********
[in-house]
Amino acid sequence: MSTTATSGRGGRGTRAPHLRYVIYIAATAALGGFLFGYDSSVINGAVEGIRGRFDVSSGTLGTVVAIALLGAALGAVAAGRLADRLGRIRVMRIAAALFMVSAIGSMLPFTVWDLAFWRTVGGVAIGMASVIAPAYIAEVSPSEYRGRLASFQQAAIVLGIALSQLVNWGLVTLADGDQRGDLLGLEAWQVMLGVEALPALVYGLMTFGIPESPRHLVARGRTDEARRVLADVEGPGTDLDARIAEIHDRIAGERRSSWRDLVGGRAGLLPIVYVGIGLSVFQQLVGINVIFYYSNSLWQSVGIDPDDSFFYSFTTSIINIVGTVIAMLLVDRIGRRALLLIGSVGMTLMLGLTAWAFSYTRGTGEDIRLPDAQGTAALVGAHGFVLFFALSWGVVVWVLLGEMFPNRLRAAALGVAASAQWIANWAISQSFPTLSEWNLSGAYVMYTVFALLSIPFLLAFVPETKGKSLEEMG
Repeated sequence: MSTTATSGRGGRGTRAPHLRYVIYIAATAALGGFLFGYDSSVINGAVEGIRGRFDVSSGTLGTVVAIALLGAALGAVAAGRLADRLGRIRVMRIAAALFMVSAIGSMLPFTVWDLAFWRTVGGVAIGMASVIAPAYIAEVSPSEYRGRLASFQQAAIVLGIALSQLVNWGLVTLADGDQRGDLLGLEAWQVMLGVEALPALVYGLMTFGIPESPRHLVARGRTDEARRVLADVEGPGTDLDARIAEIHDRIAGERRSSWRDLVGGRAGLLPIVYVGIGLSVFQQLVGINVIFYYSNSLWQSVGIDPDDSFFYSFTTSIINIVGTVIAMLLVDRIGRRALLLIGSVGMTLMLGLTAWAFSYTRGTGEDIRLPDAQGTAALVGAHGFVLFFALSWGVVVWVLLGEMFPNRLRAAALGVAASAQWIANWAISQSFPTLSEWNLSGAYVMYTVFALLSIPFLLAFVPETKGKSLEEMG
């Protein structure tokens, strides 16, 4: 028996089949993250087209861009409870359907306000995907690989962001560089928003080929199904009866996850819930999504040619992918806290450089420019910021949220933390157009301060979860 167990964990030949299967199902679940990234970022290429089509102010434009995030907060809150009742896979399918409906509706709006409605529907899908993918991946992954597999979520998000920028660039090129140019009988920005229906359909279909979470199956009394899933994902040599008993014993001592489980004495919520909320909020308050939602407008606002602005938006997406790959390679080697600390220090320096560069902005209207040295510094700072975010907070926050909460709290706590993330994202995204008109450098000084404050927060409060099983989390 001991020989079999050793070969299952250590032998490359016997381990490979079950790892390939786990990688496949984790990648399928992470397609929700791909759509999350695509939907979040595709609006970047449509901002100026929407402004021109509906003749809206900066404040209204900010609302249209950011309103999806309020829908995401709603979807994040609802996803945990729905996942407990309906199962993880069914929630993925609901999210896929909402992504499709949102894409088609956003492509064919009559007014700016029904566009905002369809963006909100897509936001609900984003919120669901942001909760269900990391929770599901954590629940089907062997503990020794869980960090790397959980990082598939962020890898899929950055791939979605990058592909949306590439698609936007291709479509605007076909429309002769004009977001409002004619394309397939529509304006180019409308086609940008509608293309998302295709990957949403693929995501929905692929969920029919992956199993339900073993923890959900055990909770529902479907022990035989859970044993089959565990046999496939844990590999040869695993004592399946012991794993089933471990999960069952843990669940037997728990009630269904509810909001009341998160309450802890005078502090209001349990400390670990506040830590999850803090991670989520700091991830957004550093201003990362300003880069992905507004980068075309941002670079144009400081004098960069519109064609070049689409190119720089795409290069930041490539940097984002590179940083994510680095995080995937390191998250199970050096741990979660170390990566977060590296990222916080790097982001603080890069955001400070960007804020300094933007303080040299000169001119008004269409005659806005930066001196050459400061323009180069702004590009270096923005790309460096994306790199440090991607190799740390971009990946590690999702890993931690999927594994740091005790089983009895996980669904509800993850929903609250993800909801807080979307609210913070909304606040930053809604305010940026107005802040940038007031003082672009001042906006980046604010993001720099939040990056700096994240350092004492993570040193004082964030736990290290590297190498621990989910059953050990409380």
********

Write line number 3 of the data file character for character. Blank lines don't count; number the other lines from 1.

Repeated sequence: MSTTATSGRGGRGTRAPHLRYVIYIAATAALGGFLFGYDSSVINGAVEGIRGRFDVSSGTLGTVVAIALLGAALGAVAAGRLADRLGRIRVMRIAAALFMVSAIGSMLPFTVWDLAFWRTVGGVAIGMASVIAPAYIAEVSPSEYRGRLASFQQAAIVLGIALSQLVNWGLVTLADGDQRGDLLGLEAWQVMLGVEALPALVYGLMTFGIPESPRHLVARGRTDEARRVLADVEGPGTDLDARIAEIHDRIAGERRSSWRDLVGGRAGLLPIVYVGIGLSVFQQLVGINVIFYYSNSLWQSVGIDPDDSFFYSFTTSIINIVGTVIAMLLVDRIGRRALLLIGSVGMTLMLGLTAWAFSYTRGTGEDIRLPDAQGTAALVGAHGFVLFFALSWGVVVWVLLGEMFPNRLRAAALGVAASAQWIANWAISQSFPTLSEWNLSGAYVMYTVFALLSIPFLLAFVPETKGKSLEEMG